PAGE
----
Access is limited. The O'Hair Ranch charges a rod fee and encourages anglers to hire local guides to track the creek's abundant brown, rainbow, and Yellowstone cutthroat trout.
Midges, scuds, and eggs are recommended for winter fishing; baetis, midges, and sculpin in spring; PMD's, hoppers, crickets, and beetles are popular in the summer months; baetis and midges in the fall.
Bannack is the site of Montana's first big gold strike, on July 28, 1862. By 1863, more than 3,000 people lived in walking distance of the 50 buildings lining Bannack's Main Street. The log and frame structures, now a National Historic Landmark, are still there, the state's best-preserved ghost town.
The annual Bannack Days festival, featuring reenactments and history-themed activities, is held the third weekend of each July. A visitor center is open from Memorial Day through Labor Day.
Grasshopper Creek runs through Bannack, and a campground on its banks features a tipi available for rent, fire rings, horseshoe pits, volleyball, firewood, and tent and RV camping.
Another ridge with much of its real estate above 9,000 feet, located between the Nelson Creek Drainage to the north and the Soda Springs Creek Drainage to the south, the Bare Peak ridge and its highpoints are accessed only by those willing to expend an above-average amount of energy.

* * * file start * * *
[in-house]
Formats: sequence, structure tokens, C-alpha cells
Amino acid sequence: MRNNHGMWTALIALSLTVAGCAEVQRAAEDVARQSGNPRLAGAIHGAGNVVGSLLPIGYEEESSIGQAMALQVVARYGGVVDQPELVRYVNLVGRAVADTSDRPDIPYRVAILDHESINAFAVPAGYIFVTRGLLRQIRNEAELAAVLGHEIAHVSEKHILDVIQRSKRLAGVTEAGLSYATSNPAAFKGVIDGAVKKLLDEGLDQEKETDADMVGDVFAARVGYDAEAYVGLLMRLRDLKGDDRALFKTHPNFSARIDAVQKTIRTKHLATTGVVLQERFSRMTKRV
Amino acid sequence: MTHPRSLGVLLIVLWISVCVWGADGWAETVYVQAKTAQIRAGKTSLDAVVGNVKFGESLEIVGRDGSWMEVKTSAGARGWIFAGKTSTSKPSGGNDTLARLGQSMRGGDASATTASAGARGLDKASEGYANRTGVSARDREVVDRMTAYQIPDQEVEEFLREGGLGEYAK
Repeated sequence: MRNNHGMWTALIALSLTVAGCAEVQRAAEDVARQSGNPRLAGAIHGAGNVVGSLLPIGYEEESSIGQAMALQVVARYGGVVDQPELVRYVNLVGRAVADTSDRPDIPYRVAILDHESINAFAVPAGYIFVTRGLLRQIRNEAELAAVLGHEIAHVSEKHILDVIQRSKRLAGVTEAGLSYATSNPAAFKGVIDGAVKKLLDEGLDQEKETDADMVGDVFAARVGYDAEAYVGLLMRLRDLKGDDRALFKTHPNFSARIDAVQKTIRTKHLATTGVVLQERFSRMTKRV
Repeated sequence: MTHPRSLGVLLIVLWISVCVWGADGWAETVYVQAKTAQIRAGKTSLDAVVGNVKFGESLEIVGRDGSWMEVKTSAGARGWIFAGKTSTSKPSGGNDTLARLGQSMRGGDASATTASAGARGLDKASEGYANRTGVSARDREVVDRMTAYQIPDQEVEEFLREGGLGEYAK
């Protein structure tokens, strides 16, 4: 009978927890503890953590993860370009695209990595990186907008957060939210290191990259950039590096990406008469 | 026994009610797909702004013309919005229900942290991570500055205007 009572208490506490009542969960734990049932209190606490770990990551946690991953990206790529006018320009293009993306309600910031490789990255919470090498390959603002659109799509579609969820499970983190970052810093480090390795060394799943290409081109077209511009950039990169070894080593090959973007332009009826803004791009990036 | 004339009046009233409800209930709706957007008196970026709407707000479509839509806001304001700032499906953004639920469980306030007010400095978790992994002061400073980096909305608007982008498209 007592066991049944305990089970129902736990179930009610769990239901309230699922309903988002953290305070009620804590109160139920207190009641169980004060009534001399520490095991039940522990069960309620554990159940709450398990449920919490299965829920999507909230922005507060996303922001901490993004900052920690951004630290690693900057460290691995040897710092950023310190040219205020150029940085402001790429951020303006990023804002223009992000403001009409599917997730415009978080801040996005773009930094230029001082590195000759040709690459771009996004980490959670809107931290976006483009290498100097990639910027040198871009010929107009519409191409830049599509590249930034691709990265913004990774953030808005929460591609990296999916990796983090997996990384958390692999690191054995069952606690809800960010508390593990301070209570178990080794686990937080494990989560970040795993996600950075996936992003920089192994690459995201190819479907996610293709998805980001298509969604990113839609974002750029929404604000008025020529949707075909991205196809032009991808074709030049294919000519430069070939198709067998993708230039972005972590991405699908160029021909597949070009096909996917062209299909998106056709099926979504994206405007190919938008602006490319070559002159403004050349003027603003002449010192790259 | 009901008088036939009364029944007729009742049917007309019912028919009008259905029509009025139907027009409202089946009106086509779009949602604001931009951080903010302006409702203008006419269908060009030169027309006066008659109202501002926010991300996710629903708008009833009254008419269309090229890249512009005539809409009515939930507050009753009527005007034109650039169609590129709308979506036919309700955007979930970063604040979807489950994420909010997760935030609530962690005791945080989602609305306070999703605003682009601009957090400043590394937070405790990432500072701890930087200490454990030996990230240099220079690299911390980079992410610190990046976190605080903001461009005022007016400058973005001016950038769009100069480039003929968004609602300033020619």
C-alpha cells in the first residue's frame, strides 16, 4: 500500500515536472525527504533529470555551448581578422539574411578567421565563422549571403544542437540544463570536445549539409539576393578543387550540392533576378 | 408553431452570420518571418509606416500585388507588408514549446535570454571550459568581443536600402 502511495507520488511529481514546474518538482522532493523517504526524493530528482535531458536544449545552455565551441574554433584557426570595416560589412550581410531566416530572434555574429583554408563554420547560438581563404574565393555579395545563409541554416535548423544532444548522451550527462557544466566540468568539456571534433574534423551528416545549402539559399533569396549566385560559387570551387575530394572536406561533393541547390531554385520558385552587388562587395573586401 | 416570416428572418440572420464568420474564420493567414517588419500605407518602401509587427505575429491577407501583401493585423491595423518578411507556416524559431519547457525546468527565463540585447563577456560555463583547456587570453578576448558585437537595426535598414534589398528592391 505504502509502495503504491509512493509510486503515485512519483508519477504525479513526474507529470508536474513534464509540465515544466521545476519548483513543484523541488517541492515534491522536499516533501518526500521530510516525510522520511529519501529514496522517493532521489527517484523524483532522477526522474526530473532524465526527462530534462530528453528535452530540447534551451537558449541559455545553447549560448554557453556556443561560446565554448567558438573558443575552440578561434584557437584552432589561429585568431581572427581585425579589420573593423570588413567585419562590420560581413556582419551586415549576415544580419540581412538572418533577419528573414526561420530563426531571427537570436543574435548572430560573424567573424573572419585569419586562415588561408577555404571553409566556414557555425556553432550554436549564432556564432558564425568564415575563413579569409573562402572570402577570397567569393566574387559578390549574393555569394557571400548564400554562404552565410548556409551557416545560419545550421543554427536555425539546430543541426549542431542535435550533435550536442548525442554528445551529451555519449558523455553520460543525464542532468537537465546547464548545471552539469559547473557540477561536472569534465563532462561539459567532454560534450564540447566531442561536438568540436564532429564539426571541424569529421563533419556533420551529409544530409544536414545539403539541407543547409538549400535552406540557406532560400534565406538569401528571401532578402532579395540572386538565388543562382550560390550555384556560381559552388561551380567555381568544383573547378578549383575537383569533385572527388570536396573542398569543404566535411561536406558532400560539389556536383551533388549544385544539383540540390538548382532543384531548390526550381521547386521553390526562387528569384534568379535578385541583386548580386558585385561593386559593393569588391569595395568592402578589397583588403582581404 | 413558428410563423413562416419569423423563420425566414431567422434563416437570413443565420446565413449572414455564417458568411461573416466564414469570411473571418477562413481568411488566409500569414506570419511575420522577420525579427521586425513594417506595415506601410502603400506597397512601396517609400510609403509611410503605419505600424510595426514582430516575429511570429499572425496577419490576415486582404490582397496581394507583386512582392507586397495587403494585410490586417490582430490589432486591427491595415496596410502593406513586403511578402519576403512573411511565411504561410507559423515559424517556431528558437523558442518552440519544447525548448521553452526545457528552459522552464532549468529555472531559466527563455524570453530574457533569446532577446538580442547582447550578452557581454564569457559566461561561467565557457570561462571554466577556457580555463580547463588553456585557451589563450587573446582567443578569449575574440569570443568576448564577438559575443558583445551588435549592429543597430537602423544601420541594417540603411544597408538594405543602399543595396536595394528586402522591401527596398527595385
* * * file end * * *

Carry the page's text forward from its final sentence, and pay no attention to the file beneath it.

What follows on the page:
Most recent topographical maps assign the name Bare Peak to the middle (and lowest, 9,289’) of the three highest points on the ridge, while older maps assign the name to the entire ridge. Many local climbers prefer the old way and refer to the entire ridge as Bare Peak and differentiate between the highpoints by calling them East, Middle, and West.
To climb this mountain, begin at the Nelson Creek Trailhead and follow the trail to the north side of Nelson Lake. Pass the lake and hike northwest through the cirque along a wide ridge to the northeast ridge-crest of Bare Peak’s east summit. Follow the ridge (Class 2+) southwest to the highest point (9,459’) on the ridge.
Reaching the middle summit requires Class 2+ climbing, but the summit blocks of the west summit are Class 4.
From Bass Lake, Bass Peak (8,761’) looks imposing as it rises from the southwest edge of the shore; however only from the dam-end of the lake can the actual summit be seen, and then just barely. Point 8752 blocks views of the summit from most all other spots near the lake.
Reaching the summit of Bass Peak requires Class 3 climbing and, though it can be climbed on a single-day round trip from the Bass Creek trailhead, it is much better to establish a base-camp at Bass Lake and make it a multi-day affair.
To reach the summit, follow the established trail around Bass Lake to the saddle south of the lake—the trail is not very well maintained after it leaves the area of the lake. Leave the trail and hike in an easterly direction up the ridge-crest to an elevation of 7,550’. To avoid the arêtes guarding the upper portion of the ridge, drop off of the ridge-crest and hike southwest across the bowl toward the south ridge. Once on the south ridge, it’s an easy hike to the summit.—Michael Hoyt